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Arizona doctors issue warning about MIS-C; a rare condition possibly caused by COVID-19 – AZFamily

PHOENIX (3TV/CBS 5) — The Centers for Disease Control, Phoenix Children’s Hospital, and two Arizona moms want to bring attention to a new condition that’s likely linked to COVID-19. Health experts say Multisystem Inflammatory Syndrome in Children, or MIS-C can be life-threatening if left untreated.

Symptoms vary child to child, but according to the CDC, it’s defined as: “a condition where different body parts can become inflamed, including the heart, lungs, kidneys, brain, skin, eyes, or gastrointestinal organs. Children with MIS-C may have a fever and various symptoms, including abdominal (gut) pain, vomiting, diarrhea, neck pain, rash, bloodshot eyes, or feeling extra tired. We do not yet know what causes MIS-C. However, many children with MIS-C had the virus that causes COVID-19 or had been around someone with COVID-19.” 

Dr. Wassim M. Ballan, MD, is a pediatric infectious disease doctor at Phoenix Children’s Hospital. He said he has seen an increase in patients being admitted to the hospital with MIS-C but cannot report a specific number citing privacy concerns. He said MIS-C symptoms typically show weeks after a child has had and recovered from COVID-19.

“The good news is that we do have medications that manage the inflammation, and the vast majority of those patients are leaving the hospital doing well,” explained Dr. Ballan. “We still don’t know the long term complications because this is obviously a new disease.”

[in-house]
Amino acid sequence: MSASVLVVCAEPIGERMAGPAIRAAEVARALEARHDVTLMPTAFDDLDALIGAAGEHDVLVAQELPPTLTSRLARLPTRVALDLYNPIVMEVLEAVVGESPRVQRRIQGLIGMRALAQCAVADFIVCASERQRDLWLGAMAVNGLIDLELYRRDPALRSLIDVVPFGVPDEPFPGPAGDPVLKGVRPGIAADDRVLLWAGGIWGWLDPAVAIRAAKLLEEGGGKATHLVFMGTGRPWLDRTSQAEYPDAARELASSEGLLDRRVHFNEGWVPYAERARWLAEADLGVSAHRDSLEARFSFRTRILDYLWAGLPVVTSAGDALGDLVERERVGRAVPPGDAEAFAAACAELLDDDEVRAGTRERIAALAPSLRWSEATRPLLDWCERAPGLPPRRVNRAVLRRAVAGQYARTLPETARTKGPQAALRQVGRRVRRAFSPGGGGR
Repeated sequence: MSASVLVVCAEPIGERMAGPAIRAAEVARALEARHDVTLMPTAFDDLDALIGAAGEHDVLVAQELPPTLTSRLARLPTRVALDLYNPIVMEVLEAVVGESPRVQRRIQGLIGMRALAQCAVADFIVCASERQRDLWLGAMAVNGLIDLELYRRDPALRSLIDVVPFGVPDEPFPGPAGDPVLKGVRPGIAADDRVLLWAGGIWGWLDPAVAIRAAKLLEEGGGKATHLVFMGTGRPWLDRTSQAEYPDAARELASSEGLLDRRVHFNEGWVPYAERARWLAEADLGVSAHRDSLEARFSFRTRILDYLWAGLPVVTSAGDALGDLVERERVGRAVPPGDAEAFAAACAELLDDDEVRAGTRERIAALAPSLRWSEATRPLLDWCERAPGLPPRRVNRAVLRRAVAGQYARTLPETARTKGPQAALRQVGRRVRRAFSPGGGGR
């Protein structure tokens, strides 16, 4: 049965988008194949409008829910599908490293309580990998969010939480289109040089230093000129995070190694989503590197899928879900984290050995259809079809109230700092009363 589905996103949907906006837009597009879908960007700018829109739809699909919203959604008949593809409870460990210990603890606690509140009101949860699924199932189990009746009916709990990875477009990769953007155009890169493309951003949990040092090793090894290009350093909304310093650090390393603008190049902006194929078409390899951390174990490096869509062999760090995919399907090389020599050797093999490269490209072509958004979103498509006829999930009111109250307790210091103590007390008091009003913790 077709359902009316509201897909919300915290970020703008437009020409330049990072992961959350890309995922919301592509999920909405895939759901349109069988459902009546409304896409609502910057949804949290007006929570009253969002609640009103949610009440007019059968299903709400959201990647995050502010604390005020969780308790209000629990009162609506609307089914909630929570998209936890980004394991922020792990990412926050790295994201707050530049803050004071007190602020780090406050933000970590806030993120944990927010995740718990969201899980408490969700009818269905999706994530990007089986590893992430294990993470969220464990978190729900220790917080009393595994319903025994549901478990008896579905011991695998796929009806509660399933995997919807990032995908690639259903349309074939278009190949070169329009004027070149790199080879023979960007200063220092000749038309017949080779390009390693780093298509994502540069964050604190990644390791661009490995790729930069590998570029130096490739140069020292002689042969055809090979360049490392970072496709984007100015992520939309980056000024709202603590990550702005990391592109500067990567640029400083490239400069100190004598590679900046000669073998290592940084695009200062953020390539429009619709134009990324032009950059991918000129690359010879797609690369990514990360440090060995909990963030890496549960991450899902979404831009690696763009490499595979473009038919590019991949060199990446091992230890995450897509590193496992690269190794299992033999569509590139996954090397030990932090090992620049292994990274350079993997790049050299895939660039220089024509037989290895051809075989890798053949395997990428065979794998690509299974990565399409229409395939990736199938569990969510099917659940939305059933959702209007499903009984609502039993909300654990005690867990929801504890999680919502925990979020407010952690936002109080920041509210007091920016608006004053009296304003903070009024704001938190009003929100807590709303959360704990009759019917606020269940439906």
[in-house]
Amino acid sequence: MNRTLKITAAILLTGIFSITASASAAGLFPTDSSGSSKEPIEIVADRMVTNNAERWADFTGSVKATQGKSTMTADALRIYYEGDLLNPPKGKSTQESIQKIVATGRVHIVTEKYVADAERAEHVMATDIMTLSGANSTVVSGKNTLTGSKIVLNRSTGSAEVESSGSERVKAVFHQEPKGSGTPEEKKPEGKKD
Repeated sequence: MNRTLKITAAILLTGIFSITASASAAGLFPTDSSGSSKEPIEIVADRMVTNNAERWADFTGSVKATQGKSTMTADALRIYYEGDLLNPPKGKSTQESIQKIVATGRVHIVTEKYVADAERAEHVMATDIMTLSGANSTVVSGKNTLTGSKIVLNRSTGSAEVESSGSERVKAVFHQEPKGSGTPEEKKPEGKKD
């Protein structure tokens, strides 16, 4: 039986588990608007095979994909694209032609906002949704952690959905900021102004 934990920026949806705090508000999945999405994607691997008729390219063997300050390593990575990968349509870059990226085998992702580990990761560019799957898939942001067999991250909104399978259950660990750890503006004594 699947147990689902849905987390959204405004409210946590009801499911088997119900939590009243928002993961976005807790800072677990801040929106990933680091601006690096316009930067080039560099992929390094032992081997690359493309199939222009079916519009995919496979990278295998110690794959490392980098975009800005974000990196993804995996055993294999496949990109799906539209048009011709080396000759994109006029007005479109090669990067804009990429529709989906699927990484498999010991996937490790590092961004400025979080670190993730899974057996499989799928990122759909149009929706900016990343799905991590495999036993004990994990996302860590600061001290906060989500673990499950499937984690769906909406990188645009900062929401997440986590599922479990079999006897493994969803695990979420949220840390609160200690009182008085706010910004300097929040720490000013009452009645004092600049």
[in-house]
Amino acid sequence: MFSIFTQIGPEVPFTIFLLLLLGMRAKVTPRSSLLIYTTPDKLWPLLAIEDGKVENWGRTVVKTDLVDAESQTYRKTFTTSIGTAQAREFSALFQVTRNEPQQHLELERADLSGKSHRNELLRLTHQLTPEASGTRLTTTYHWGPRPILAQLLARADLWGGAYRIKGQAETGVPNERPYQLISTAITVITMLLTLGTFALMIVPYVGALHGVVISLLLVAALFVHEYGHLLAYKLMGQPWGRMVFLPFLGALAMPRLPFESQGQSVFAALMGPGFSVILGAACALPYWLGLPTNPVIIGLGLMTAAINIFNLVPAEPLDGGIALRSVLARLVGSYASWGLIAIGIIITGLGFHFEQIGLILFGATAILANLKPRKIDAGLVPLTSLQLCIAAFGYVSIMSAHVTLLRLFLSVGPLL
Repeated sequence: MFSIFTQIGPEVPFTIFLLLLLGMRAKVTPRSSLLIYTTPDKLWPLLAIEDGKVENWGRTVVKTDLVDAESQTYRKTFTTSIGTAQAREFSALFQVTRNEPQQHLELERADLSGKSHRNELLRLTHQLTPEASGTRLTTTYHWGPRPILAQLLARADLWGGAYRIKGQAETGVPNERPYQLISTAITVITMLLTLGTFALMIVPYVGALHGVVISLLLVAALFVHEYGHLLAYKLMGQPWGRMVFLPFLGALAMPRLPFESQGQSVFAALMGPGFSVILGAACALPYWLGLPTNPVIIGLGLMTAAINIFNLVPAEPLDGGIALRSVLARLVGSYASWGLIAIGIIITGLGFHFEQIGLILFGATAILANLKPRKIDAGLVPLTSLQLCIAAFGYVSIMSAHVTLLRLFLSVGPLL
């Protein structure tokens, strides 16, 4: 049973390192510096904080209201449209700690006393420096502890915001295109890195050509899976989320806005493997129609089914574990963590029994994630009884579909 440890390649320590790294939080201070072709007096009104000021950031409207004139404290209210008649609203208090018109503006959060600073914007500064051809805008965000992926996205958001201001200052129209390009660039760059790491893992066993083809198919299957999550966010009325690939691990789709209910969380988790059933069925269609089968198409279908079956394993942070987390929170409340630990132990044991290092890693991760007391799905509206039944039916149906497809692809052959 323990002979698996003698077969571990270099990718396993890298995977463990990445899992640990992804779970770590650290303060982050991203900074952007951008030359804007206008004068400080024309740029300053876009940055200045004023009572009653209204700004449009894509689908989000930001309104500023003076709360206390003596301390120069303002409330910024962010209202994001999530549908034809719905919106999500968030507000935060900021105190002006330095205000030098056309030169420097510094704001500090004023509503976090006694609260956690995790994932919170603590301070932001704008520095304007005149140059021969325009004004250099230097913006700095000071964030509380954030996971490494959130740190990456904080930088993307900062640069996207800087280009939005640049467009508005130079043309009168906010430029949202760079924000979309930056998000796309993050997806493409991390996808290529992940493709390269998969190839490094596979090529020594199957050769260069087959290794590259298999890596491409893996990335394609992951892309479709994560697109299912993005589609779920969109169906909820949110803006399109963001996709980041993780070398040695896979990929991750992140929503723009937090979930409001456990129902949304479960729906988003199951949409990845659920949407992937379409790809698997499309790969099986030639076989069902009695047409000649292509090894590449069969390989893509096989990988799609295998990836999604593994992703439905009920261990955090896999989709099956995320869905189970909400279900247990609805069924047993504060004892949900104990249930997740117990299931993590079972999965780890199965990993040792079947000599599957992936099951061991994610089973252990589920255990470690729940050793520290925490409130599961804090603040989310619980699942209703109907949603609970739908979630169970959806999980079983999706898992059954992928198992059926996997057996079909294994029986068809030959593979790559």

Three-year-old Nyla Rodriguez was one of the PCH patients diagnosed with MIS-C back in August 2020 but recovered after spending several days in the ICU. Her mother, Lony Grandales, said her daughter’s face became puffy, eyes looked swollen shut.

“Her breathing was off. She was not sleeping. She would not drink her sippy cup. She was just not herself. She was starting to look very different,” explained Grandales.

The Phoenix mom wants the community to take COVID seriously. Nyla had tested positive for COVID and recovered from it about eight weeks before getting admitted to PCH for MIS-C.

“I could’ve lost my daughter because of this. You could lose your child,” she said.

Carrie English of Payson’s 12-year-old daughter Elizabeth died of MIS-C in December, a few weeks shy of her 13th birthday.

Elizabeth, the youngest of six kids, had tested negative for COVID, but her mother said it wasn’t until later doctors learned she developed antibodies for the virus. She had a bright future ahead of her and was involved in cheer, gymnastics, and student government. It’s her mom’s mission to warn other parents that a fever or rash could turn into something much worse and encourages other parents to bring MIS-C up to their child’s pediatrician and be aware of MIS-C.

English drove Elizabeth from Payson to PCH, who was admitted to the ICU after realizing she couldn’t control her daughter’s fever.

“I do not want any other child’s life to be lost due to someone just not knowing the facts,” said English. She encourages parents to ask their child’s doctor about MIS-C.

The CDC recommends taking your child to the emergency room right away if they show any of these symptoms:

  • Trouble breathing
  • Pain or pressure in the chest that does not go away
  • New confusion
  • Inability to wake or stay awake
  • Bluish lips or face
  • Severe abdominal pain

 


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